Our last day of travel was perhaps our finest, from Paris to London with a bagged-up road bike in tow. We started by buying a “mini-group ticket” on the TGV to Calais – three tickets for half the price of two. At Calais we changed trains to get a bit closer to the port, from the next station shared a cab to the terminal and then sat there for an hour, caught between indecisive and stuck.
By some completely bizarre method of ticket pricing that makes me wonder whether Joe Hockey works for P&O, tickets on the Calais-Dover ferry cost around €30 per vehicle, or the same amount per individual foot passenger. So we were looking at paying €60 between us until I worked up the courage to confront an old German couple, who didn’t speak much English and didn’t have too much of a clue what they were doing, and ask if they’d take us across the border in the back of their campervan. Which they duly did.
So far so good, but they dropped the two of us, our backpacks and my increasingly heavy bike by the side of a random intersection outside a town called Folkstone. I’m going to find it on Google Maps so we can see how remote it is: this is it.
We spent about an hour and a half by the side of this roundabout, and time passed fairly quickly (by roadside hitchhiking standards) once we realised that the button on the nearby traffic light made the lights change immediately, allowing us to stop cars at will, ask for lifts to London and get told to fuck off in return (these Folkstone folk were the least friendly of our entire European adventure).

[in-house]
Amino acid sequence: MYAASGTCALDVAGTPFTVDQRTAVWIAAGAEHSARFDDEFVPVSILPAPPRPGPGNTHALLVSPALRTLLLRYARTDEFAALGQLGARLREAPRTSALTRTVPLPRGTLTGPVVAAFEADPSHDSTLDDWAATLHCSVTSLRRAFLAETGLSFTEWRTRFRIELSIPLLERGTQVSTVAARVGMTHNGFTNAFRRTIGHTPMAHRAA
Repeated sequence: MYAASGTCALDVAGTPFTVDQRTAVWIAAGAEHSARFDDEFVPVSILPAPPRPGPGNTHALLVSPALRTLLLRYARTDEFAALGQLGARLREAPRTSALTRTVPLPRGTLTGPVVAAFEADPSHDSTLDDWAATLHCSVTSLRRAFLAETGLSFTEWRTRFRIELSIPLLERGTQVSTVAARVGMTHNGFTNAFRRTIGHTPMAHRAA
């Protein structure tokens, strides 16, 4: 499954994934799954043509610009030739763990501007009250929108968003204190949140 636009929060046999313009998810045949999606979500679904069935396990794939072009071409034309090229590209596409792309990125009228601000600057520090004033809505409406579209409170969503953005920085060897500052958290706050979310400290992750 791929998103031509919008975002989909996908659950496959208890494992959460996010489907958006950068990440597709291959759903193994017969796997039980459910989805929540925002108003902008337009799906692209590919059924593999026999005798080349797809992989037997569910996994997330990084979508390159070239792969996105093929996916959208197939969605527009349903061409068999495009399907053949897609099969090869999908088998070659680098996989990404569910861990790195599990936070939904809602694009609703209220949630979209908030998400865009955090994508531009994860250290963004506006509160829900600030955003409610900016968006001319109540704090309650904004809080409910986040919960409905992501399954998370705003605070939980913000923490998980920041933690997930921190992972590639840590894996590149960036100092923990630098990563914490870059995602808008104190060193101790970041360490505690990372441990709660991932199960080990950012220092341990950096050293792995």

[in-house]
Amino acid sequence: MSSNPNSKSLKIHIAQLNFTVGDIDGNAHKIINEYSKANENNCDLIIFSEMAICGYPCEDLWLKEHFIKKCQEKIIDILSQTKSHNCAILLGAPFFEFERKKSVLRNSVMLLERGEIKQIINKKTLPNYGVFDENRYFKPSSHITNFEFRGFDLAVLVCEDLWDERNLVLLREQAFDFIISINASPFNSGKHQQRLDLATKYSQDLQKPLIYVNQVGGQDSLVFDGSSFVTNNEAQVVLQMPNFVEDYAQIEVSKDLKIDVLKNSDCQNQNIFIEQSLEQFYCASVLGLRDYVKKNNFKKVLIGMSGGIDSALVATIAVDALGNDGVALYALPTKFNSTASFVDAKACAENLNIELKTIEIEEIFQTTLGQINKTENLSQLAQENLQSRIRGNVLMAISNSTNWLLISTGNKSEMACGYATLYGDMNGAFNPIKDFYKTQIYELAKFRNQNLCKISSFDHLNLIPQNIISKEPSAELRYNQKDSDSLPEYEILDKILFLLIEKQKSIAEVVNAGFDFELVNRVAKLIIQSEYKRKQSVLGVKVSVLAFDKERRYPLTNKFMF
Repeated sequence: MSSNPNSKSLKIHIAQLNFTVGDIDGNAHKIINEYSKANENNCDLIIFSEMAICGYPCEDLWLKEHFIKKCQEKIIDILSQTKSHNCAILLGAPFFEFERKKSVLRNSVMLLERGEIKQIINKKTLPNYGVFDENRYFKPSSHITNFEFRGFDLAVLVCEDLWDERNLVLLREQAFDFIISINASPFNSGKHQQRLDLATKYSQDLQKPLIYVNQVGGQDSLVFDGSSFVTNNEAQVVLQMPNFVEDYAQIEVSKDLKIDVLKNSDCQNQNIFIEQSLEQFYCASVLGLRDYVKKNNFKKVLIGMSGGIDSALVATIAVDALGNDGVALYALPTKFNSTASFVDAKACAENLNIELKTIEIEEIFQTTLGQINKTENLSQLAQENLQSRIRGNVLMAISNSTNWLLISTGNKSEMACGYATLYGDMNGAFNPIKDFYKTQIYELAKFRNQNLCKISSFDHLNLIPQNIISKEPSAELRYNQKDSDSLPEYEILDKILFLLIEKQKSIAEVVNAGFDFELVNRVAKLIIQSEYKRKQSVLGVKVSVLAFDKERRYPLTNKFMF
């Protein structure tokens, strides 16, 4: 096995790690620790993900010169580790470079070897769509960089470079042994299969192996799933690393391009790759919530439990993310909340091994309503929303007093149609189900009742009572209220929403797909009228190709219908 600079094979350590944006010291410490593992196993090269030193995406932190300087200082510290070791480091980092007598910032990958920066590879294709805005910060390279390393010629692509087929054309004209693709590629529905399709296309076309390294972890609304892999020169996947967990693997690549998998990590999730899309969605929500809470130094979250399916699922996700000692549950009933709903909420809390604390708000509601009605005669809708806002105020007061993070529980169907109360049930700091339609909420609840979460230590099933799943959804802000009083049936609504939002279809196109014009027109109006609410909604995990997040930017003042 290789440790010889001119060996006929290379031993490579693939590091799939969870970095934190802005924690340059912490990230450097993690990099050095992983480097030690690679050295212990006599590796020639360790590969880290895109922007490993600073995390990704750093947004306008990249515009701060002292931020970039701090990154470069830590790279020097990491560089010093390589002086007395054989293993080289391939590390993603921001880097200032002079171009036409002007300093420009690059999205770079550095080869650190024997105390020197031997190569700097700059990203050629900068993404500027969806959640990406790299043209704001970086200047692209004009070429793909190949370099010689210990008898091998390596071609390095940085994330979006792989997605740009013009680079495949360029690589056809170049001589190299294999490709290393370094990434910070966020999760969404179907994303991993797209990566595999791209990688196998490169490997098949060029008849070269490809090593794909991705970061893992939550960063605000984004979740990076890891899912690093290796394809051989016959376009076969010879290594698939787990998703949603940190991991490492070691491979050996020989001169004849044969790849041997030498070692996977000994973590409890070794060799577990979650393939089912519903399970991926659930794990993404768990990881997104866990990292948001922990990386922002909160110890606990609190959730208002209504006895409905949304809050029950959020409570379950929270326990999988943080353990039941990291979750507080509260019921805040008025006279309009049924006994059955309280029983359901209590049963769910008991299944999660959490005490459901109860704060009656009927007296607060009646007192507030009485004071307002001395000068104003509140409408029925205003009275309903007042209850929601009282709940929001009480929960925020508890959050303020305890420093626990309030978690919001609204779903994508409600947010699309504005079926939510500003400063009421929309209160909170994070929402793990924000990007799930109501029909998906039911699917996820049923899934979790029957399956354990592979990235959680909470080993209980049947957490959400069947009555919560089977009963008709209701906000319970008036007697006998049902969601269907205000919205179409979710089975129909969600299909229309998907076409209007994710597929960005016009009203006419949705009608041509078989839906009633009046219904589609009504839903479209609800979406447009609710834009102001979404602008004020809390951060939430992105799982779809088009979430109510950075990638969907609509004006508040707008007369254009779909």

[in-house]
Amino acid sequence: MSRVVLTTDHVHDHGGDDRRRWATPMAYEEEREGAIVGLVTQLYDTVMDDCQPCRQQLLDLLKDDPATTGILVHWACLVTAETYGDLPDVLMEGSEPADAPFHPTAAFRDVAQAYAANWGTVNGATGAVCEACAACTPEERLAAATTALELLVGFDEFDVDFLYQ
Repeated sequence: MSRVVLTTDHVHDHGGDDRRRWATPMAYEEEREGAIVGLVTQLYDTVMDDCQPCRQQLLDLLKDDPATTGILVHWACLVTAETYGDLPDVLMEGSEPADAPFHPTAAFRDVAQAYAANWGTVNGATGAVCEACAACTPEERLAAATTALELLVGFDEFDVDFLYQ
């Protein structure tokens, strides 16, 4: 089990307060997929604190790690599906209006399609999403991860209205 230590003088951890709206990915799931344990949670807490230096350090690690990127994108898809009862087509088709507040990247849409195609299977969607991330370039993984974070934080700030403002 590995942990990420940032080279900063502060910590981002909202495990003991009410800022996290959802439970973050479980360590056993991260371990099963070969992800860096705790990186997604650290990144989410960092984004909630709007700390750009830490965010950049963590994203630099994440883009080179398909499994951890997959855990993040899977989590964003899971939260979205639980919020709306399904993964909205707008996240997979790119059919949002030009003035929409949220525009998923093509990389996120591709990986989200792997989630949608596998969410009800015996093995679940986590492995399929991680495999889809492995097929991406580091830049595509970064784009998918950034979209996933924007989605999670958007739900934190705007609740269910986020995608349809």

Eventually we asked someone for a better idea, and they directed us to another roundabout a mile or two down the road, I balanced the bicycle on my head and off we went. Half an hour’s walk, an hour more waiting at the next intersection, a fruitless walk around a local carpark trying to find an untethered trolley for the bike, until it started to rain and, by the luckiest stroke of luck ever, a spacious VW van answered the one last helpless thumb of the hapless backpacker with the bike on his head. Many thanks to Paul, even though he did spend the hour-long ride to Mottingham Station telling us about the foreigners that are taking his son’s jobs, forcing his son to sit at home smoking pot and drinking alcohol all day long.
Mottingham Station was only an hour and a bit by tube from Putney, where my uncle and aunt and their lovely family live, and Putney was only a 5 minute bus and one final 10 minute bike-on-head walk away from home, and we were HOME HOME HOME, and that was the end of the holiday! All up the journey had taken about ten hours and cost us about €35 each – pretty much the same as the bus but arguably more fun, and in any case our only option as the buses don’t carry bicycles. Wine was especially delicious that night.
We spent a few days in London doing Londoney things before we had one final victory -$1000 each in United vouchers thanks to the EU’s generous airline compensation policies – and one final loss – my bike wheel was destroyed at the ever-so-gentle hands of the baggage handlers.
And now we’re in Richmond, Virginia, and I’ll write more about that some other time.